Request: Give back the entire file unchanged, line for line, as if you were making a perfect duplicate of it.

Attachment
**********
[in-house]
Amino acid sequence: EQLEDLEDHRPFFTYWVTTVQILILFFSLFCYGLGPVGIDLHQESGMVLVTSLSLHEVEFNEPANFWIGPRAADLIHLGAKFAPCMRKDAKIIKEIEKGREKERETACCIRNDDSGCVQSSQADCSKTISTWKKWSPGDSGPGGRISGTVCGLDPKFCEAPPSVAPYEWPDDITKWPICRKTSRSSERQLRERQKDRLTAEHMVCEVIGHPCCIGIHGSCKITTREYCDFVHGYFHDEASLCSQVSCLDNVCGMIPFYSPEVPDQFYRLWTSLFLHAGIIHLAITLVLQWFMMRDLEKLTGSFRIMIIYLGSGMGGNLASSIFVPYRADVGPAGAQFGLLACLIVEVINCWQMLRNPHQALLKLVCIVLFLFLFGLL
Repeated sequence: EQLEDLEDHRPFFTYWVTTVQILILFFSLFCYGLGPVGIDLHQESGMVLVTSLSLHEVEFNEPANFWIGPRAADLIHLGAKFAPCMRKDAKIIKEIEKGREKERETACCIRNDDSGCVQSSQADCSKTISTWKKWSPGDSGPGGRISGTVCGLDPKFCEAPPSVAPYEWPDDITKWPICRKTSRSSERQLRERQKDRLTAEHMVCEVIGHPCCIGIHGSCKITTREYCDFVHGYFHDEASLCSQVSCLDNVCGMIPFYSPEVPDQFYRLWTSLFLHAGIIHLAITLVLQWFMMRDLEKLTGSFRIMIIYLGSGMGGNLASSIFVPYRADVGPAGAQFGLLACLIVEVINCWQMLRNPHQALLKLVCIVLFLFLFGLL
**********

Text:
[in-house]
Amino acid sequence: EQLEDLEDHRPFFTYWVTTVQILILFFSLFCYGLGPVGIDLHQESGMVLVTSLSLHEVEFNEPANFWIGPRAADLIHLGAKFAPCMRKDAKIIKEIEKGREKERETACCIRNDDSGCVQSSQADCSKTISTWKKWSPGDSGPGGRISGTVCGLDPKFCEAPPSVAPYEWPDDITKWPICRKTSRSSERQLRERQKDRLTAEHMVCEVIGHPCCIGIHGSCKITTREYCDFVHGYFHDEASLCSQVSCLDNVCGMIPFYSPEVPDQFYRLWTSLFLHAGIIHLAITLVLQWFMMRDLEKLTGSFRIMIIYLGSGMGGNLASSIFVPYRADVGPAGAQFGLLACLIVEVINCWQMLRNPHQALLKLVCIVLFLFLFGLL
Repeated sequence: EQLEDLEDHRPFFTYWVTTVQILILFFSLFCYGLGPVGIDLHQESGMVLVTSLSLHEVEFNEPANFWIGPRAADLIHLGAKFAPCMRKDAKIIKEIEKGREKERETACCIRNDDSGCVQSSQADCSKTISTWKKWSPGDSGPGGRISGTVCGLDPKFCEAPPSVAPYEWPDDITKWPICRKTSRSSERQLRERQKDRLTAEHMVCEVIGHPCCIGIHGSCKITTREYCDFVHGYFHDEASLCSQVSCLDNVCGMIPFYSPEVPDQFYRLWTSLFLHAGIIHLAITLVLQWFMMRDLEKLTGSFRIMIIYLGSGMGGNLASSIFVPYRADVGPAGAQFGLLACLIVEVINCWQMLRNPHQALLKLVCIVLFLFLFGLL